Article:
DNP PROGRAM FINDER
Nursingprocess.org is an advertising-supported site. Clicking in this box will show you programs related to your search from schools that compensate us. This compensation does not influence our school rankings, resource guides, or other information published on this site.

Best BSN to Ph.D. In Nursing Programs (Online & Campus) For 2021


Written By: Darby Faubion BSN, RN

Are you a registered nurse who has achieved your BSN and is interested in pursuing a research-based career in nursing? If so, you could be an excellent candidate for one of the BSN to Ph.D. nursing programs that many colleges and universities offer. A Ph.D. in nursing is one of two terminal nursing degrees that nurses can pursue. While some nursing degrees focus primarily on clinical care, the Doctor of Philosophy (Ph.D.) in nursing is a research-focused degree. In this article, I will share information about some of the best BSN to Ph.D. in nursing programs for 2021, tell you what it takes to become a Ph.D. in nursing and answer some frequently asked questions about the degree program.


What Exactly Is the Goal of A BSN to Ph.D. In Nursing Program?


BSN to Ph.D. nursing programs prepare registered nurses with a Bachelor of Science degree in nursing (BSN) for an advanced research-focused nursing career. The overall goal of BSN to Doctor of Philosophy in Nursing programs is to equip nurses with the knowledge and experience needed to pursue various roles as nurse scientists and researchers in the nursing and healthcare industry.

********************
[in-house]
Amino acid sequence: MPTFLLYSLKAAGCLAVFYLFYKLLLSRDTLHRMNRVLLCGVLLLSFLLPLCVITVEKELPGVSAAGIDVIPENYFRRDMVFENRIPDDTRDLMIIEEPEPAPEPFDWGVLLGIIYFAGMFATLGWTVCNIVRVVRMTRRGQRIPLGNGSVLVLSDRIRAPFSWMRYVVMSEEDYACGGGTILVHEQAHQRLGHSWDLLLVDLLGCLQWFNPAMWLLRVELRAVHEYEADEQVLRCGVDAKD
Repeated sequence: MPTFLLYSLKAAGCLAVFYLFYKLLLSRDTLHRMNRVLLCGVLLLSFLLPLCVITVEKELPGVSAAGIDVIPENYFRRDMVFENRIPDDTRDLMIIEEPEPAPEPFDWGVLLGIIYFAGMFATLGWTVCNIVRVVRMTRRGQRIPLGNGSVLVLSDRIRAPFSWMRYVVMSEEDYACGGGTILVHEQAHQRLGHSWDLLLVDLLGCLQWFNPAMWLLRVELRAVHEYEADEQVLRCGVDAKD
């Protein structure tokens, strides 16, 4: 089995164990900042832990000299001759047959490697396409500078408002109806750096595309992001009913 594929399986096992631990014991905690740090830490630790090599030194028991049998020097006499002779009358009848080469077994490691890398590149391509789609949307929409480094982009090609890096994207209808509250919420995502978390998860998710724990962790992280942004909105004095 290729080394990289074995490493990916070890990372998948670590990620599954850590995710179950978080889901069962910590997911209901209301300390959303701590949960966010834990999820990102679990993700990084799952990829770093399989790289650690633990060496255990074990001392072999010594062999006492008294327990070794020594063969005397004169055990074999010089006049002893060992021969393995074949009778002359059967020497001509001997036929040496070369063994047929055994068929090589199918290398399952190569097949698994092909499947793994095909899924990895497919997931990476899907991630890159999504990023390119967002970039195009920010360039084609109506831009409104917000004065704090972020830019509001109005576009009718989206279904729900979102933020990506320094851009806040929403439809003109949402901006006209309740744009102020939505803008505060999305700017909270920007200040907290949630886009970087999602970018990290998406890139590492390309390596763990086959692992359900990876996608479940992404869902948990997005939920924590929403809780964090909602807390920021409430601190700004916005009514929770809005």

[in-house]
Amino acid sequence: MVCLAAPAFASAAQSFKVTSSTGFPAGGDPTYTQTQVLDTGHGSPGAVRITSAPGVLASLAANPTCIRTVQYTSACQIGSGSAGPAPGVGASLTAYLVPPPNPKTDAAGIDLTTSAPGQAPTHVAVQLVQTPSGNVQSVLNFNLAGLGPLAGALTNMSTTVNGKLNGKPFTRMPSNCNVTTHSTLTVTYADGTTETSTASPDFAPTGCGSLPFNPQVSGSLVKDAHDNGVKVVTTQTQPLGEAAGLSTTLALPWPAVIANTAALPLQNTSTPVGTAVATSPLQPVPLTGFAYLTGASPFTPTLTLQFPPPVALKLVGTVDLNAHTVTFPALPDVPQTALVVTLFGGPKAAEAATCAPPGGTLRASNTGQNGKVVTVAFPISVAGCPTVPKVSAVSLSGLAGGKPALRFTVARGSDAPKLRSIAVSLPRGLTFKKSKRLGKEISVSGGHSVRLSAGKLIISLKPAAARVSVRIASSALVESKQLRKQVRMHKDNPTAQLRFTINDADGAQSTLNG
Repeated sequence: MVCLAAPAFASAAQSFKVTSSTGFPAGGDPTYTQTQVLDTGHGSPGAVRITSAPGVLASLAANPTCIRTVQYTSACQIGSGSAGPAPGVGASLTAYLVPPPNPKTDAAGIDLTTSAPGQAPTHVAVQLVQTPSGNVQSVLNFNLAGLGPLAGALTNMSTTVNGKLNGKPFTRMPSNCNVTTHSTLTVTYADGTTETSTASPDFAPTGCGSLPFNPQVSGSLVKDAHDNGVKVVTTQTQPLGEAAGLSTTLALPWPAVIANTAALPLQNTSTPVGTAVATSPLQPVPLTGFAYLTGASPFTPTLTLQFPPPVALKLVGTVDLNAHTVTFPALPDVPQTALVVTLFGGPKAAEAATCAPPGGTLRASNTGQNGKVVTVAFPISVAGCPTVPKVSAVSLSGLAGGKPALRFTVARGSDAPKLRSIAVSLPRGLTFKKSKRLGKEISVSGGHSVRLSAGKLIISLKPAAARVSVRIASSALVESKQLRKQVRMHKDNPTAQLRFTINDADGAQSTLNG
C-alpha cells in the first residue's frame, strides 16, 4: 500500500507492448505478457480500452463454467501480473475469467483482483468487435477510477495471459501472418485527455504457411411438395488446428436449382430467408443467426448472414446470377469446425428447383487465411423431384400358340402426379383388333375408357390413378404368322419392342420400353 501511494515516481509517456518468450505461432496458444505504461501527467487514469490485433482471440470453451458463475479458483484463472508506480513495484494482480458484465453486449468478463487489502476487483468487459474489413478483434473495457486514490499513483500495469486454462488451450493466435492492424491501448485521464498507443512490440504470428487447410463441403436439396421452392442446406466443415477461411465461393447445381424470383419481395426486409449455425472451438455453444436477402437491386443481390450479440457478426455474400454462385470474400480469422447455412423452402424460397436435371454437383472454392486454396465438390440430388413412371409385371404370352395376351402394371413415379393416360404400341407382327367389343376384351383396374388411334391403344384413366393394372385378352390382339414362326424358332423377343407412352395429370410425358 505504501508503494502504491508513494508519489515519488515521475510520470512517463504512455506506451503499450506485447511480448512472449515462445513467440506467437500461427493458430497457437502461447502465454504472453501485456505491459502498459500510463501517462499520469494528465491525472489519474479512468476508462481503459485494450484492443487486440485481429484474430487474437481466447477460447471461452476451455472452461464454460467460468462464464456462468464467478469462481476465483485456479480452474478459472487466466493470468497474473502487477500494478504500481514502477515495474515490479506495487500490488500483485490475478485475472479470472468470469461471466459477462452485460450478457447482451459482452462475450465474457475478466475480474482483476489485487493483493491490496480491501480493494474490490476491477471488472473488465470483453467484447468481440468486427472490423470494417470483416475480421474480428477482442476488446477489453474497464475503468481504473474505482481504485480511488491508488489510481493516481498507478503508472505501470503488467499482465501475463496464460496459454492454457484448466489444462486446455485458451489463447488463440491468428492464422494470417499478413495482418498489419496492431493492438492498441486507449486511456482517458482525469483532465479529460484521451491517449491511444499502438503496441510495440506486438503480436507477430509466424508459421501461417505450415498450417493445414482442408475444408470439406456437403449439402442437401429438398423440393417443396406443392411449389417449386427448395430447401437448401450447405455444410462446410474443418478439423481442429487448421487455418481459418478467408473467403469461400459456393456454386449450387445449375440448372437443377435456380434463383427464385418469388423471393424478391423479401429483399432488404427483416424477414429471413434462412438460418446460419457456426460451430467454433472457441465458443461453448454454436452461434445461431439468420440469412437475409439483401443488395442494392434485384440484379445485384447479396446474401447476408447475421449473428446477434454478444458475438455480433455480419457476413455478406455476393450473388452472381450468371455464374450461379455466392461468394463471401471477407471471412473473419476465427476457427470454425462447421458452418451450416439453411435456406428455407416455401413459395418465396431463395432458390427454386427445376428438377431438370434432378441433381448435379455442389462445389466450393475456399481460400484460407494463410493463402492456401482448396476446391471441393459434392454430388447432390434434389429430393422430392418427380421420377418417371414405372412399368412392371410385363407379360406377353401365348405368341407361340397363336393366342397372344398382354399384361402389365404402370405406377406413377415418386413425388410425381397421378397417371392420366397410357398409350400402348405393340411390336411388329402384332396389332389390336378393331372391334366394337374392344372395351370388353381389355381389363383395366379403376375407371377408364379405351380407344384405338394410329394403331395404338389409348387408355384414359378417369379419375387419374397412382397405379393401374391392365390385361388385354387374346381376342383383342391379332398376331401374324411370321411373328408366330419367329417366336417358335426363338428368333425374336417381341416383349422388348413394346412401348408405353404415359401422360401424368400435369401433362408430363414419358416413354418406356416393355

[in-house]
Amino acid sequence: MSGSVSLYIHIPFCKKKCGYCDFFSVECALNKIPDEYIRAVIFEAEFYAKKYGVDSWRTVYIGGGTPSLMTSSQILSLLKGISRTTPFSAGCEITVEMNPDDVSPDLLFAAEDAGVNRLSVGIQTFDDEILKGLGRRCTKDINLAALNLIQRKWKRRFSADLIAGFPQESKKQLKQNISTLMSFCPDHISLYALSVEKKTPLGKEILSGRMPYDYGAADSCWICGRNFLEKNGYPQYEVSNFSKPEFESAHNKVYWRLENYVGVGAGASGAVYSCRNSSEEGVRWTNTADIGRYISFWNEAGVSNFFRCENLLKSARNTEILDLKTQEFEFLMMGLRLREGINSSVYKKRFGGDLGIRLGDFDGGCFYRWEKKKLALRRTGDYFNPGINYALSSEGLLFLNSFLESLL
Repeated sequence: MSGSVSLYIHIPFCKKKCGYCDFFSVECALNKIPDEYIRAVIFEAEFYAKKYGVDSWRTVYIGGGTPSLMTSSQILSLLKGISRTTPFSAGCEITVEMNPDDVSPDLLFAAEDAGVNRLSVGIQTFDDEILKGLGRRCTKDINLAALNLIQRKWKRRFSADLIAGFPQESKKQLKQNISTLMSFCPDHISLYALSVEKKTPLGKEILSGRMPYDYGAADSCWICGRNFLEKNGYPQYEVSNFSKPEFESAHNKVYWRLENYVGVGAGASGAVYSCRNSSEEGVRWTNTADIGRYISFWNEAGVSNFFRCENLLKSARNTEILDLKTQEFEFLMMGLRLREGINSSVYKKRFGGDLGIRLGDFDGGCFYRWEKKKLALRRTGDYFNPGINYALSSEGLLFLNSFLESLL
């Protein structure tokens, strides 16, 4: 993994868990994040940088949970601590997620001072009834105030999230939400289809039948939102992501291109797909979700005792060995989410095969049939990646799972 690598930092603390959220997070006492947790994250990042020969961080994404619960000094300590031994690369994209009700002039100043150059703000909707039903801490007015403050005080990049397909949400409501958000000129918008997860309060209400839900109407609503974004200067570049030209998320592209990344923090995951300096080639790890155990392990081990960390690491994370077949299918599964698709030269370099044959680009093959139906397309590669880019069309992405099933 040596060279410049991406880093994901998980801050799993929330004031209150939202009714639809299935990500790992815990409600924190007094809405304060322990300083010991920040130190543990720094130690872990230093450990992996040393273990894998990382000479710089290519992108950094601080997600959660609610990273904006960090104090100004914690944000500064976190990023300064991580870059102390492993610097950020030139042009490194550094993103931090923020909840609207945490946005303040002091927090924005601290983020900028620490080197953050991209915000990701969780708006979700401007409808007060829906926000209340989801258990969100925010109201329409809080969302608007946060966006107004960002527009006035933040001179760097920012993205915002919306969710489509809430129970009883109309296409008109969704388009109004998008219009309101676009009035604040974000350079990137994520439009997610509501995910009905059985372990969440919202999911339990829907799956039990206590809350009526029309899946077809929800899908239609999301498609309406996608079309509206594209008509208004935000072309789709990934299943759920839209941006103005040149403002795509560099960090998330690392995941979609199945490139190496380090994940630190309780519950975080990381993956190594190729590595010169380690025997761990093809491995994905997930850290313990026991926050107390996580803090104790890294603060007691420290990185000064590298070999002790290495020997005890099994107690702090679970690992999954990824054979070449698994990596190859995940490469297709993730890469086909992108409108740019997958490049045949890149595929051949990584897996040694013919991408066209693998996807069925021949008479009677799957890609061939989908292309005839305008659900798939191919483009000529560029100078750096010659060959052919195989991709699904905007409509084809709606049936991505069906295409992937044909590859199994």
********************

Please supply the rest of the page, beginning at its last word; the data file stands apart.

7 Top Reasons to Pursue BSN to Ph.D. In Nursing Programs


Deciding whether to engage in a new education program and pursue a higher degree of learning can be a significant step for anyone. BSN to Ph.D. in nursing online programs, on-campus programs, or hybrid programs, are no exception. If you are considering going from a BSN to Ph.D. in nursing, you need to have a clear vision of what you want to achieve and why. Below are 7 of the top reasons registered nurses may feel that pursuing a BSN to Ph.D. in nursing could be a great career move.

1. Independent Practice: According to the American Association of Nurse Practitioners, twenty states in the United States and the District of Columbia allow Ph.D. nurses to practice without direct collaboration with a licensed physician.
2. You can help resolve the shortage of nursing instructors. In 2019, the American Association of Colleges of Nursing (AACN) reported a lack of nurse educators nationwide. A special survey released by the AACN revealed over 1,600 vacant nursing faculty positions. With a Ph.D. in nursing, you can become a part of the nursing faculty at colleges and universities, preventing enrollment delays in nursing programs due to staff shortages.
3. Influence Changes in Healthcare Practices and Policies: Nurse researchers, many of whom are PhD-level registered nurses, are great contributors to the scientific data used to help improve the healthcare practices in hospitals and other healthcare facilities. They are often used to give insight and perspective to lawmakers regarding policy changes that affect nursing and the healthcare industry, which means Ph.D. nurses are often responsible for the advancement of the nursing industry.
4. Opportunities to Move to an Administrative Role: Although a Ph.D. in nursing is usually associated with being a research role, many Ph.D.-prepared nurses step into administrative roles. Because a Ph.D. in nursing is a terminal nursing degree, the curriculum generally includes leadership and management courses, which could help secure employment in a management or administrative capacity.